Despite his aggressive behavior, numerous clients at Shearson Hayden Stone retained their trust in Dalio, and continued to allow him to manage their money. With this capital, he was able to scrape together the beginnings of his asset management fund. In 1975, he founded Bridgewater Associates out of his two-bedroom New York City apartment. Bridgewater started out as a wealth advisory firm, in which capacity it served numerous corporate clients, mostly retained from Dalio's job at Shearson Hayden Stone. The main areas in which Dalio advised were currencies and interest rates. The company began publishing a paid subscription research report, Daily Observations, in which it analyzed global market trends. Dalio's big break came when McDonald's signed on as a client of his firm. Bridgewater then began to grow rapidly. The firm signed on larger clients, including the pension funds for the World Bank and Eastman Kodak. In 1981 the firm opened an office in Westport, Connecticut, which was where Ray and his wife wanted to start a family. Dalio started to become well-known outside of Wall Street after turning a profit from the 1987 stock market crash. The next year, he appeared on an Oprah Winfrey Show episode titled "Do Foreigners Own America?" In 1991, he launched Bridgewater's flagship strategy, "Pure Alpha", a reference to the Greek letter that, in Wall Street terminology, represents the surcharge a money manager can earn above a particular market benchmark, such as the NASDAQ. In 1996, Dalio launched All Weather, a fund that pioneered a steady, low-risk strategy that later became known as risk parity.
Rise to prominence edit
Bridgewater Associates became the world's largest hedge fund in 2005. From 1991 to 2005, it lost money in only three calendar years, and never more than 4%. During the same period, the S&P 500 also had three down years, including a negative return of 22.1% in 2002. The fund grew in size by using the standard hedge fund model, which takes a 2% management fee of assets and 20% of yearly profits accrued from using an investment system. By 2005, Dalio was managing money for extremely large entities, including the $196 billion California Public Employees' Retirement System (CalPERS), the $27 billion Pennsylvania State Employees' Retirement System| (Penn SERS or SERS), Melbourne-based National Australia Bank Ltd. and the pension fund of Hartford, Connecticut-based United Technologies Corp. In 2007, Bridgewater suggested there might be a global financial crisis, and in 2008 Dalio published "How the Economic Machine Works: A Template for Understanding What is Happening Now", an essay assessing the potential of various economies by various criteria. The firm's total assets under management increased to $50 billion in 2007 (up from $33 billion seven years earlier).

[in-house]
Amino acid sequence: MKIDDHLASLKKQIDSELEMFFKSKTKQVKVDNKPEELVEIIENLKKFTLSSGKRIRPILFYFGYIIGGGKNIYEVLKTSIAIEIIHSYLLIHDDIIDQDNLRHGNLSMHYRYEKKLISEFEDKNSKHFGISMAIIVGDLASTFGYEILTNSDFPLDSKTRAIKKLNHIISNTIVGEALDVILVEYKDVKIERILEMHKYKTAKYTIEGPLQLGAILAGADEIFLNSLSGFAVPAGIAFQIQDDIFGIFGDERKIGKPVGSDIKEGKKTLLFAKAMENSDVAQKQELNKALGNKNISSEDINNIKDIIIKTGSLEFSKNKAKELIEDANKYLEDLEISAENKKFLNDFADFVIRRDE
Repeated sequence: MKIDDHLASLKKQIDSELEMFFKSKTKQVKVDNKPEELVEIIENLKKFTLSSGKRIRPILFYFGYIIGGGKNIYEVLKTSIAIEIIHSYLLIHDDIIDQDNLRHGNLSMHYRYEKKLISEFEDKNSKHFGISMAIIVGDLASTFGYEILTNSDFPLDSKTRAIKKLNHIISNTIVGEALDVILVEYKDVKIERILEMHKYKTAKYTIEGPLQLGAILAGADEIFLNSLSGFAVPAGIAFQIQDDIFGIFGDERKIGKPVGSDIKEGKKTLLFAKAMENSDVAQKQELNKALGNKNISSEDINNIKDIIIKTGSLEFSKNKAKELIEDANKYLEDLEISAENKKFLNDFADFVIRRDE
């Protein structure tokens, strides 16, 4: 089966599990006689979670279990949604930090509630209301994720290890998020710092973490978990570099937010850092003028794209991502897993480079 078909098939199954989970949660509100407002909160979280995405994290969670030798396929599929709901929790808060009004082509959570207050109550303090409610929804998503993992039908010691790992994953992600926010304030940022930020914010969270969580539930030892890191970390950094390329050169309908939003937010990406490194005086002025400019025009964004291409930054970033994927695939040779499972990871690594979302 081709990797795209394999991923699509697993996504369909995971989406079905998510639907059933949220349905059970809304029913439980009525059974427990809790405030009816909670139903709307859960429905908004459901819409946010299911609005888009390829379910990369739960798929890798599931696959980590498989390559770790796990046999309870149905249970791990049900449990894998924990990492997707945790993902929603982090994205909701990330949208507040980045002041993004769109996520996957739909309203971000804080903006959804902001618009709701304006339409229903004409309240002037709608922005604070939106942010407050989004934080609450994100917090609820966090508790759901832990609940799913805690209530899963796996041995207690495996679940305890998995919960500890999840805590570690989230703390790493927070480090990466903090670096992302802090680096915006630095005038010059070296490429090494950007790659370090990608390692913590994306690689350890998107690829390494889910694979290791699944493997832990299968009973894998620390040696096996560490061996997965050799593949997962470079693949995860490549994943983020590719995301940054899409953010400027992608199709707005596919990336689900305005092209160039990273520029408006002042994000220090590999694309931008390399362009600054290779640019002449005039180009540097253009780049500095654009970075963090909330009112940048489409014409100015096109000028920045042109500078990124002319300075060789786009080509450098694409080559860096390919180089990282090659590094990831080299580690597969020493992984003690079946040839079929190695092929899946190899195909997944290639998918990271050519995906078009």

According to a 2007 article in Barron's magazine, "nobody was better prepared for the global market crash" than Bridgewater's clients and subscribers to its Daily Observations. The company "began sounding alarms...in the spring of 2007 about the dangers of excessive financial leverage." Researchers at the firm examined the public records of most of the world's largest financial entities and discovered that estimated future liabilities related to bad debts totalled $839 billion. When Dalio met with U.S. Treasury Department staff and other White House economic advisors in December, these findings were disclosed but were largely ignored. Due to this research, Bridgewater's Pure Alpha fund avoided much of the 2008 stock market implosion for its investors. In 2008, a disastrous year for many of Bridgewater's rivals, the firm's flagship Pure Alpha fund rose in value by 9.5% after accounting for fees. Dalio did this by anticipating that the Federal Reserve would be forced to print a lot of money to revive the economy. He went long on Treasury bonds, shorted the dollar, and bought gold and other commodities. During his 2008 presidential campaign, John McCain paid a visit to the firm and spoke to staff. The next year was not as bright. In 2009, when economic growth was higher than expected and the Dow Jones Industrial Average increased by 19%, the company's Pure Alpha fund reportedly earned just 2% to 4%.
In 2011, Dalio self-published a 123-page volume, Principles, that outlines his philosophy of investment and corporate management. By that same year, Dalio was managing money for the SERS, Kodak, General Motors and the Government Investment Corporation of Singapore. In 2012, he appeared on the annual Time 100 list of the 100 most influential people in the world. In 2011 and 2012, Bloomberg Markets listed him as one of the 50 Most Influential people. Under Dalio's leadership, Bridgewater's Pure Alpha II had just three losing years in its history, with an average return of 10.4%. A stake in Bridgewater Associates Intermediate Holdings, LP was purchased by the Teacher Retirement System of Texas (TRS) for $250 million in February 2012. This stake was non-voting and thus provided the pension fund with very little control of corporate governance. Institutional Investor's Alpha ranked Dalio No. 2 on its 2012 Rich List. Dalio has controlled Bridgewater Associates alongside co-chief investment officers Bob Prince and Greg Jensen since its inception. The hedge fund recently announced plans to reorganize as a partnership. Dalio said the reason for this was the continued sustainability and profit-sharing of the company. Dalio was co-CEO of Bridgewater for 10 months before announcing in March 2017 that he would step down as part of a company-wide shakeup by April 15. The company had been in a seven-year management and equity transition to find a replacement. Jon Rubinstein, co-CEO of the fund, was announced to step down with Dalio, but would retain an advisory role. As of October 2017 Bridgewater Associates had $160 billion in assets under management. In reference to the personality that led him to investment success, Dalio has said that he considers himself a "hyperrealist", and that he is motivated to understand the mechanisms that dictate how the world actually functions, without adding in abstract value judgments.